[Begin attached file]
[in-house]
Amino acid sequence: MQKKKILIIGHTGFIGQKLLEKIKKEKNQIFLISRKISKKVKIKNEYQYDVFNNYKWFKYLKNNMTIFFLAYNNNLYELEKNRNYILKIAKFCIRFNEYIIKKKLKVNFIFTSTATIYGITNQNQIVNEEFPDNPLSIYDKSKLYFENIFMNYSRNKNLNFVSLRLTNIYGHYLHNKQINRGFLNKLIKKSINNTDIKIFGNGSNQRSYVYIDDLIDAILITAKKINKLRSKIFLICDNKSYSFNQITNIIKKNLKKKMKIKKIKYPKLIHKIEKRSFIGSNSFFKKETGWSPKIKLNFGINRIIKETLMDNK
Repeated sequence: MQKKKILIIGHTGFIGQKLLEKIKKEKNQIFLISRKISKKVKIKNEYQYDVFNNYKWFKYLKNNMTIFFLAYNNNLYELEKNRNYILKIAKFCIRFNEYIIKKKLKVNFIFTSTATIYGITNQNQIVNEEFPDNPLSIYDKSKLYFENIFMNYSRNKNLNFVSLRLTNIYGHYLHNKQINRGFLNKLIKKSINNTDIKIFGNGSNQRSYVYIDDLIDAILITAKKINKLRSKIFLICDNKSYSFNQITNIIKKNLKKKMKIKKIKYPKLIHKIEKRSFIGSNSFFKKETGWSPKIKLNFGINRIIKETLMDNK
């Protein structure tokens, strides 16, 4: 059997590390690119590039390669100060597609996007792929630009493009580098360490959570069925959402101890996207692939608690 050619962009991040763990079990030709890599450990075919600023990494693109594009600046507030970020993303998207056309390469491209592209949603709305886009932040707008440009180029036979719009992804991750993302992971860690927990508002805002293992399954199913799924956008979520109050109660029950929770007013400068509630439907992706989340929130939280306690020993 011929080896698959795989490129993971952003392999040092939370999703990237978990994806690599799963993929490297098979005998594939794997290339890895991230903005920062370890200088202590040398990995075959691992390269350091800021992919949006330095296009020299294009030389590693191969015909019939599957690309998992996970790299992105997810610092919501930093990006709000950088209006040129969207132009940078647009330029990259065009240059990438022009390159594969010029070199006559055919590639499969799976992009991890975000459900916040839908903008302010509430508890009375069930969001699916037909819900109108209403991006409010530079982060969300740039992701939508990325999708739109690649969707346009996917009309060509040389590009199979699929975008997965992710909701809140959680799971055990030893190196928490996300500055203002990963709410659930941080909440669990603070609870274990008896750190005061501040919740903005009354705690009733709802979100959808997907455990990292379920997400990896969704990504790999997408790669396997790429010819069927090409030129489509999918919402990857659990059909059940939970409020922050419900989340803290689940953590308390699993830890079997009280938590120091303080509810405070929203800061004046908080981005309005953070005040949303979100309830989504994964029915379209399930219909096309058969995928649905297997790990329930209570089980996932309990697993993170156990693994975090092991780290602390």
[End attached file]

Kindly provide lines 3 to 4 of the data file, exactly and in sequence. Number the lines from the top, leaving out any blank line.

Repeated sequence: MQKKKILIIGHTGFIGQKLLEKIKKEKNQIFLISRKISKKVKIKNEYQYDVFNNYKWFKYLKNNMTIFFLAYNNNLYELEKNRNYILKIAKFCIRFNEYIIKKKLKVNFIFTSTATIYGITNQNQIVNEEFPDNPLSIYDKSKLYFENIFMNYSRNKNLNFVSLRLTNIYGHYLHNKQINRGFLNKLIKKSINNTDIKIFGNGSNQRSYVYIDDLIDAILITAKKINKLRSKIFLICDNKSYSFNQITNIIKKNLKKKMKIKKIKYPKLIHKIEKRSFIGSNSFFKKETGWSPKIKLNFGINRIIKETLMDNK
């Protein structure tokens, strides 16, 4: 059997590390690119590039390669100060597609996007792929630009493009580098360490959570069925959402101890996207692939608690 050619962009991040763990079990030709890599450990075919600023990494693109594009600046507030970020993303998207056309390469491209592209949603709305886009932040707008440009180029036979719009992804991750993302992971860690927990508002805002293992399954199913799924956008979520109050109660029950929770007013400068509630439907992706989340929130939280306690020993 011929080896698959795989490129993971952003392999040092939370999703990237978990994806690599799963993929490297098979005998594939794997290339890895991230903005920062370890200088202590040398990995075959691992390269350091800021992919949006330095296009020299294009030389590693191969015909019939599957690309998992996970790299992105997810610092919501930093990006709000950088209006040129969207132009940078647009330029990259065009240059990438022009390159594969010029070199006559055919590639499969799976992009991890975000459900916040839908903008302010509430508890009375069930969001699916037909819900109108209403991006409010530079982060969300740039992701939508990325999708739109690649969707346009996917009309060509040389590009199979699929975008997965992710909701809140959680799971055990030893190196928490996300500055203002990963709410659930941080909440669990603070609870274990008896750190005061501040919740903005009354705690009733709802979100959808997907455990990292379920997400990896969704990504790999997408790669396997790429010819069927090409030129489509999918919402990857659990059909059940939970409020922050419900989340803290689940953590308390699993830890079997009280938590120091303080509810405070929203800061004046908080981005309005953070005040949303979100309830989504994964029915379209399930219909096309058969995928649905297997790990329930209570089980996932309990697993993170156990693994975090092991780290602390």